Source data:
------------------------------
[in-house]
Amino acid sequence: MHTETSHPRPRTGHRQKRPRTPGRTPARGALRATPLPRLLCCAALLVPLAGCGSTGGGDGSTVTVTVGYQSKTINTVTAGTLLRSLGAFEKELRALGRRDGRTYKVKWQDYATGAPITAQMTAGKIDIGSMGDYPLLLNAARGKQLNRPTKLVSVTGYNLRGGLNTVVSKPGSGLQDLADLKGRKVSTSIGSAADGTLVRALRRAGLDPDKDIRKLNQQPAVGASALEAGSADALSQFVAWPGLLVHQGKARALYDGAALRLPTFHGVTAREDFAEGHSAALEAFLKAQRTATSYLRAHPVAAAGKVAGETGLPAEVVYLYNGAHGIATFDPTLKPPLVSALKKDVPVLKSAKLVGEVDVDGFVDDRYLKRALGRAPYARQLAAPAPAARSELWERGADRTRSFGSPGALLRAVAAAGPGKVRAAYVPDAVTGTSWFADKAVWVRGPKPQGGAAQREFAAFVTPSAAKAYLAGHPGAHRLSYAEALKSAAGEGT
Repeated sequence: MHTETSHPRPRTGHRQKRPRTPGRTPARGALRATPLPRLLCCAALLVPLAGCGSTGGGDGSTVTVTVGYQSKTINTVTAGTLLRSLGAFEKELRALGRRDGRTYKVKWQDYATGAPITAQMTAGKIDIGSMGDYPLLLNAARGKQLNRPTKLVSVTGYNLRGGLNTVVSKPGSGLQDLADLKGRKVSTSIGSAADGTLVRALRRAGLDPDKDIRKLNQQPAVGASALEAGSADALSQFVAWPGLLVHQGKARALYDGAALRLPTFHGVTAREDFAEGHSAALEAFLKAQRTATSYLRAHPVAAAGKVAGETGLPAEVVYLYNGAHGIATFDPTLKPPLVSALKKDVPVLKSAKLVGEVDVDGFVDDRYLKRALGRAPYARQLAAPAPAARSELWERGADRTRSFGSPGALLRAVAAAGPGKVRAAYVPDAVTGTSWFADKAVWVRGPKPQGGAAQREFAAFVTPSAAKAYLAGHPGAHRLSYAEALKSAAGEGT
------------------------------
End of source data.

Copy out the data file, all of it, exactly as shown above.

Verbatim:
[in-house]
Amino acid sequence: MHTETSHPRPRTGHRQKRPRTPGRTPARGALRATPLPRLLCCAALLVPLAGCGSTGGGDGSTVTVTVGYQSKTINTVTAGTLLRSLGAFEKELRALGRRDGRTYKVKWQDYATGAPITAQMTAGKIDIGSMGDYPLLLNAARGKQLNRPTKLVSVTGYNLRGGLNTVVSKPGSGLQDLADLKGRKVSTSIGSAADGTLVRALRRAGLDPDKDIRKLNQQPAVGASALEAGSADALSQFVAWPGLLVHQGKARALYDGAALRLPTFHGVTAREDFAEGHSAALEAFLKAQRTATSYLRAHPVAAAGKVAGETGLPAEVVYLYNGAHGIATFDPTLKPPLVSALKKDVPVLKSAKLVGEVDVDGFVDDRYLKRALGRAPYARQLAAPAPAARSELWERGADRTRSFGSPGALLRAVAAAGPGKVRAAYVPDAVTGTSWFADKAVWVRGPKPQGGAAQREFAAFVTPSAAKAYLAGHPGAHRLSYAEALKSAAGEGT
Repeated sequence: MHTETSHPRPRTGHRQKRPRTPGRTPARGALRATPLPRLLCCAALLVPLAGCGSTGGGDGSTVTVTVGYQSKTINTVTAGTLLRSLGAFEKELRALGRRDGRTYKVKWQDYATGAPITAQMTAGKIDIGSMGDYPLLLNAARGKQLNRPTKLVSVTGYNLRGGLNTVVSKPGSGLQDLADLKGRKVSTSIGSAADGTLVRALRRAGLDPDKDIRKLNQQPAVGASALEAGSADALSQFVAWPGLLVHQGKARALYDGAALRLPTFHGVTAREDFAEGHSAALEAFLKAQRTATSYLRAHPVAAAGKVAGETGLPAEVVYLYNGAHGIATFDPTLKPPLVSALKKDVPVLKSAKLVGEVDVDGFVDDRYLKRALGRAPYARQLAAPAPAARSELWERGADRTRSFGSPGALLRAVAAAGPGKVRAAYVPDAVTGTSWFADKAVWVRGPKPQGGAAQREFAAFVTPSAAKAYLAGHPGAHRLSYAEALKSAAGEGT